information overload is experienced as distracting and unmanageable information such as email spam, email notifications, instant messages, Tweets and Facebook updates in the context of the work environment.  Hemp, P . (2009, September). Death by information overload. Harvard Business Review, 87(9), 83- 89. Retrieved from http://hbr.org/.
by the IEEE Computer Society Press "suggests that increasing redundancy in information access does not necessarily compensate for personnel turnover, and may actually decrease the rate of organizational learning and degrade performance". (Karley, K. (1990). Coordinating the success: trading information redundancy for task simplicity. Proceedings of the 23. Annual Hawaii International Conference on System Sciences (pp. 261 - 270 vol.4 ). Los Alamitos, Calif. [u.a.: IEEE Computer Society Press.) (Emphases mine)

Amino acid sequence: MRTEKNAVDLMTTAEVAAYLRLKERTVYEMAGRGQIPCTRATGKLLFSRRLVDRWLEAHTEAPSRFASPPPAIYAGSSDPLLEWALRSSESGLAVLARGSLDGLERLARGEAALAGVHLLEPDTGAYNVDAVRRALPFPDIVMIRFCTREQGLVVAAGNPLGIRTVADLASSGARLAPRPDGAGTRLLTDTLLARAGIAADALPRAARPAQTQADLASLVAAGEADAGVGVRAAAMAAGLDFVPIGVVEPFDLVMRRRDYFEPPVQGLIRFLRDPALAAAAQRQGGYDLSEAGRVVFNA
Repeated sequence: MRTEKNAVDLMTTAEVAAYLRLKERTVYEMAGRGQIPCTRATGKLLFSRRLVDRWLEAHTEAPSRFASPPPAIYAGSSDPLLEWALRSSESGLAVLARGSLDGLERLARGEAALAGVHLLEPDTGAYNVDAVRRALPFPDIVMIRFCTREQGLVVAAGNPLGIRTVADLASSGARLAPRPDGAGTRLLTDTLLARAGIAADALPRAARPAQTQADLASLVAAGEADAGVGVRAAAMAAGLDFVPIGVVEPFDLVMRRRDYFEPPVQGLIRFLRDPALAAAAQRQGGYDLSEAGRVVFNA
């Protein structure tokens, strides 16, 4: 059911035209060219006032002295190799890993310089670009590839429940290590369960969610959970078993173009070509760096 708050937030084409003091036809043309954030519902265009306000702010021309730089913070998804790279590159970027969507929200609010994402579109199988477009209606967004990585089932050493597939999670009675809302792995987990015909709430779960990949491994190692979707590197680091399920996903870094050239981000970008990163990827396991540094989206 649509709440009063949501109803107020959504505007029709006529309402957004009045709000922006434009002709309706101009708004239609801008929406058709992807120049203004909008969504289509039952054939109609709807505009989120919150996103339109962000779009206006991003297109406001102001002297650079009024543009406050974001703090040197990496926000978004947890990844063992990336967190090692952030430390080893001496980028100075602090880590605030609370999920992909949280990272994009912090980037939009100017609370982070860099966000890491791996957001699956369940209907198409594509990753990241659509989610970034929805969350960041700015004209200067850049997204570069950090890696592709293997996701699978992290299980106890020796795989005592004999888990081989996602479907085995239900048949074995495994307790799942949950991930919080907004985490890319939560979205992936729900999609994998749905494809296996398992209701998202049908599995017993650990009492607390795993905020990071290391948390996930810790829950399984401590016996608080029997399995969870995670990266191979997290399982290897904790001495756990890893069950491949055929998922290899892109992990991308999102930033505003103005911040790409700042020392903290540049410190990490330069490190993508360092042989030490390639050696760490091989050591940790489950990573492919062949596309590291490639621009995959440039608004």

are lots of blogs talking about one content. • There are lots of blogs that are sharing the same content that they’re talking about. • There are blogs that posts the press releases of the same topic copied from the same source.
Read it (with understanding). • Rephrase it to something different (as if you are the one speaking, not them) – tell the world what you understand about it. • In addition, it’s okay to quote someone. • Add flavor to it (so that readers can get the human feel; optional). • Reference the source for more information.
• You’re putting in effort to say the same thing in your own voice, thus you are trying to be unique – and in most cases, that’s what readers appreciate. • Since you’re linking back, you’re actually helping the source to gain more visitors. This is helpful for those who are running campaigns / causes.
share the same message if the message is short / you have nothing to say further. • Don’t force yourself to say it if it’s really not your urge to say so. • If you’re in a team, you can ask them for second advice.